Icahn School of Medicine at Mount Sinai Receives Award from Burroughs Wellcome Fund
In recognition of its innovative efforts to prepare the next generation of physicians and scientists, the Postdoc Executive Committee at the Icahn School of Medicine at Mount Sinai was recently awarded a grant by the Burroughs Wellcome Fund, a private foundation dedicated to advancing biomedical sciences, to enhance the Postdoctoral Training program. The grant will fund Mount Sinai’s Future Leaders in Science Education and Communication Training Program, which will be one of just seven programs across the United States to receive this prestigious award.
“Effective science communication and education is a gateway to diverse careers in academia, teaching, and science, but practical, hands-on training in these areas can often be difficult to achieve – an obstacle that we look to address through our Future Leaders program,” said Alison P. Sanders, PhD, postdoctoral fellow in the Department of Preventive Medicine at the Icahn School of Medicine at Mount Sinai, who leads the program along with postdocs Eric S. Sweet, PhD, and Ryan J. Cummings, PhD. “We’re thankful to the Burroughs Wellcome Fund for recognizing and supporting our work.”
The Future Leaders in Science Education and Communication Training Program, which began last year, is designed to enhance teaching and science communication skills for postdoctoral fellows. It includes courses that give trainees practical skills in active teaching methods; classroom-based science literacy and enrichment in the Boys & Girls Harbor after-school program for fifth graders; and the opportunity to guest lecture in classes under the guidance of a faculty member from the Icahn School of Medicine at Mount Sinai.
Fifteen outstanding postdoctoral fellows from more than eight academic departments completed the short-course component of the program in November 2015, and are currently teaching in both fifth grade and graduate-level courses. A second cohort will be selected for training starting in May 2016. Applications are due April 25, 2016. Drs. Sanders, Sweet and Cummings hope to continue the successful training program in future years. “This program fills a gap in the postdoctoral training program here at Mount Sinai, since there are few teaching opportunities available to postdocs,” said Dr. Sanders. “We are truly impressed with the wide breadth of scientific expertise represented in this cohort and their passion for sharing science with others.”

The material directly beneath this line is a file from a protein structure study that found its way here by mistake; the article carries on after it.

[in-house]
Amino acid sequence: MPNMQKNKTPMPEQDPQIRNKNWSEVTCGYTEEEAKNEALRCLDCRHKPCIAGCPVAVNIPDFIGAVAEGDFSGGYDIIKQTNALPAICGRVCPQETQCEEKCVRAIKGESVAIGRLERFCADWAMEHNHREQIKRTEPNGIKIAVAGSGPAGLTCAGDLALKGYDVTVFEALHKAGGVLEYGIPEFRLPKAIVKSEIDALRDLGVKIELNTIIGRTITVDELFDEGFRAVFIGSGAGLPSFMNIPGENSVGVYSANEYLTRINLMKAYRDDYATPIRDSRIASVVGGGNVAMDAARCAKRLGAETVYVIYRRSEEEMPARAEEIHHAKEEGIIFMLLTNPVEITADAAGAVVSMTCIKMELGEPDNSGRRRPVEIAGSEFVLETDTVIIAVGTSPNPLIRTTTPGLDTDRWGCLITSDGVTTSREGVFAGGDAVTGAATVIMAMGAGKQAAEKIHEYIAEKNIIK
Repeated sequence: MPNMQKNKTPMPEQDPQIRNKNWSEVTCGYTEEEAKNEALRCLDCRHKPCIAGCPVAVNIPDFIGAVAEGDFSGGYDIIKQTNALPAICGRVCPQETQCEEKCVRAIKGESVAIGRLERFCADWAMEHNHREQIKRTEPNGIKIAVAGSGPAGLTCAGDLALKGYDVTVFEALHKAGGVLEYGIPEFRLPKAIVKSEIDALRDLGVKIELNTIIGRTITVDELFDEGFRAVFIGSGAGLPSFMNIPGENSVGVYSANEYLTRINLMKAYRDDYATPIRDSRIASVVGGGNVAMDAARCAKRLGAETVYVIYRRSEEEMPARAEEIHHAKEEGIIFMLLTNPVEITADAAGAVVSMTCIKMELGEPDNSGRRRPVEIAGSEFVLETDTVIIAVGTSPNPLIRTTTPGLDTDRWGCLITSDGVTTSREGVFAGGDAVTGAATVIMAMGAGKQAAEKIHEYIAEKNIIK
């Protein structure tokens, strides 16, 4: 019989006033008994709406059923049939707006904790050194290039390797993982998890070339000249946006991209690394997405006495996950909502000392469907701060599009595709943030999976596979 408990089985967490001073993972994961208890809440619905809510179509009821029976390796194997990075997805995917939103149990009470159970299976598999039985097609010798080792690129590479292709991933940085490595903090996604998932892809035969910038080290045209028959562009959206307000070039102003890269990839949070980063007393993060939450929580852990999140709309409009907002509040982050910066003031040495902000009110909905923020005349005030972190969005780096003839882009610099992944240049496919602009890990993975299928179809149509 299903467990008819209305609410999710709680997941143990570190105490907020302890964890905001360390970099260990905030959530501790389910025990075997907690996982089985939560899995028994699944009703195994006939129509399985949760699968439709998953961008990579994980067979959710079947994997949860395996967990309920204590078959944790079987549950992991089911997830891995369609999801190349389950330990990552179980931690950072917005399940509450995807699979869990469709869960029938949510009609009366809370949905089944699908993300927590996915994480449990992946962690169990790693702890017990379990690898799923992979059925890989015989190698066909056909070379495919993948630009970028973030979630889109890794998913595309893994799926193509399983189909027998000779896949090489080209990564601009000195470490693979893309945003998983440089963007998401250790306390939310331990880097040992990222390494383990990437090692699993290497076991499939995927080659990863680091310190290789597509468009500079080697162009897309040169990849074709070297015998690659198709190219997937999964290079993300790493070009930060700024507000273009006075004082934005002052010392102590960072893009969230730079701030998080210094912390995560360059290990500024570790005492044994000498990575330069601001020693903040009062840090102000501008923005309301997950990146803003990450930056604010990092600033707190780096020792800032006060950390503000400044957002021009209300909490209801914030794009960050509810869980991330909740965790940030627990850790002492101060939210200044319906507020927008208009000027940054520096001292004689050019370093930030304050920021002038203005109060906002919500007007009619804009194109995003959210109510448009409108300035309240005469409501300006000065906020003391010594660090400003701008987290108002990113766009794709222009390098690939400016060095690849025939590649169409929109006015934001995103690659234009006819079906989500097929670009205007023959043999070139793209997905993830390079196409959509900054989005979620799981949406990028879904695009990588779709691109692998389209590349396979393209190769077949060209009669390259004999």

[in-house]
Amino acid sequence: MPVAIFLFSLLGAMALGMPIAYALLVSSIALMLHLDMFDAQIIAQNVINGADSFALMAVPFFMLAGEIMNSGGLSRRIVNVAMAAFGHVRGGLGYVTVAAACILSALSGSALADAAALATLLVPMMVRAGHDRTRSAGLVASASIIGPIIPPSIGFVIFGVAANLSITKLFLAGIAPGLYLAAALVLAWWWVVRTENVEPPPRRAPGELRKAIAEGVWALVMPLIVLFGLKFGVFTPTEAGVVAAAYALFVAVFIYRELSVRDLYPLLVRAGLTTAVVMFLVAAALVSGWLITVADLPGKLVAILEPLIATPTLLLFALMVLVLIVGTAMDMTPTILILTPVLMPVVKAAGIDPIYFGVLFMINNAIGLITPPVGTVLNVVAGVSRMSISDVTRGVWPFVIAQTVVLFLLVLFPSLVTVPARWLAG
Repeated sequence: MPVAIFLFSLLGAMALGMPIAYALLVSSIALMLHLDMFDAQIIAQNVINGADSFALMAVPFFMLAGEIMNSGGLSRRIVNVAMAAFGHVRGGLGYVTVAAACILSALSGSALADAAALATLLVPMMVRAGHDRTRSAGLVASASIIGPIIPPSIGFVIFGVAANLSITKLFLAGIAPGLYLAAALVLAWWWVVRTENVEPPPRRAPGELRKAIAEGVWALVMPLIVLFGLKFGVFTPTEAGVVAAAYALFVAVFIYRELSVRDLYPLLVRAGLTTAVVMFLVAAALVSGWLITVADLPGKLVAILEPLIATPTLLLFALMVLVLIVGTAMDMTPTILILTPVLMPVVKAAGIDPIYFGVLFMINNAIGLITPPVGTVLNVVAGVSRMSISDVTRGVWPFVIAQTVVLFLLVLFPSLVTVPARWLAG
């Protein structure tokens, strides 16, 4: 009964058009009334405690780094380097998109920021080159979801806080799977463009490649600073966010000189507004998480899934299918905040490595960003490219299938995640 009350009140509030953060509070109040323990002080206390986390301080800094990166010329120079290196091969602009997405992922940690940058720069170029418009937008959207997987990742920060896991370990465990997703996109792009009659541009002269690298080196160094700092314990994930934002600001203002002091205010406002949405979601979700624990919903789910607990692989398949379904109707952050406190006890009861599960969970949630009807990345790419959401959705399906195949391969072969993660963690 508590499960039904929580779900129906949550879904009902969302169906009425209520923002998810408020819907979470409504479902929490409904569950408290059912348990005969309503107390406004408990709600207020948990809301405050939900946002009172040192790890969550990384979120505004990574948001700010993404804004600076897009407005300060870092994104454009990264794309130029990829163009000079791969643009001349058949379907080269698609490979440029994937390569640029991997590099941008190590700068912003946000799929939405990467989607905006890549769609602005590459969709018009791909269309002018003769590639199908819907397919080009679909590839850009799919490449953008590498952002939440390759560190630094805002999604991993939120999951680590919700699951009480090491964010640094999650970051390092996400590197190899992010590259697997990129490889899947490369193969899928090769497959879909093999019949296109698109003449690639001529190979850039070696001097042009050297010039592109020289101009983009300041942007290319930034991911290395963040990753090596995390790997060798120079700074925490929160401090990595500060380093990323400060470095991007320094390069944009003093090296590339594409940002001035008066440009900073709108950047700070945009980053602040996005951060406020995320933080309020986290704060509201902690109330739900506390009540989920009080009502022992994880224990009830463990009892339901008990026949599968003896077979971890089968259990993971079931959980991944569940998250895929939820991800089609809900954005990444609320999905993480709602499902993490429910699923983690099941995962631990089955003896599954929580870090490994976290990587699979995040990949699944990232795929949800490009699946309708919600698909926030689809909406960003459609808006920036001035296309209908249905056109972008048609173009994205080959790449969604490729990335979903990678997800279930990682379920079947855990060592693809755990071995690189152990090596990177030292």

About the Mount Sinai Health System
The Mount Sinai Health System is an integrated health system committed to providing distinguished care, conducting transformative research, and advancing biomedical education. Structured around seven hospital campuses and a single medical school, the Health System has an extensive ambulatory network and a range of inpatient and outpatient services—from community-based facilities to tertiary and quaternary care.
The System includes approximately 6,100 primary and specialty care physicians; 12 joint-venture ambulatory surgery centers; more than 140 ambulatory practices throughout the five boroughs of New York City, Westchester, Long Island, and Florida; and 31 affiliated community health centers. Physicians are affiliated with the renowned Icahn School of Medicine at Mount Sinai, which is ranked among the highest in the nation in National Institutes of Health funding per investigator. The Mount Sinai Hospital is ranked as one of the nation’s top 10 hospitals in Geriatrics, Cardiology/Heart Surgery, and Gastroenterology, and is in the top 25 in five other specialties in the 2015-2016 “Best Hospitals” issue of U.S. News & World Report. Mount Sinai’s Kravis Children’s Hospital also is ranked in seven out of ten pediatric specialties by U.S. News & World Report. The New York Eye and Ear Infirmary of Mount Sinai is ranked 11th nationally for Ophthalmology, while Mount Sinai Beth Israel is ranked regionally.
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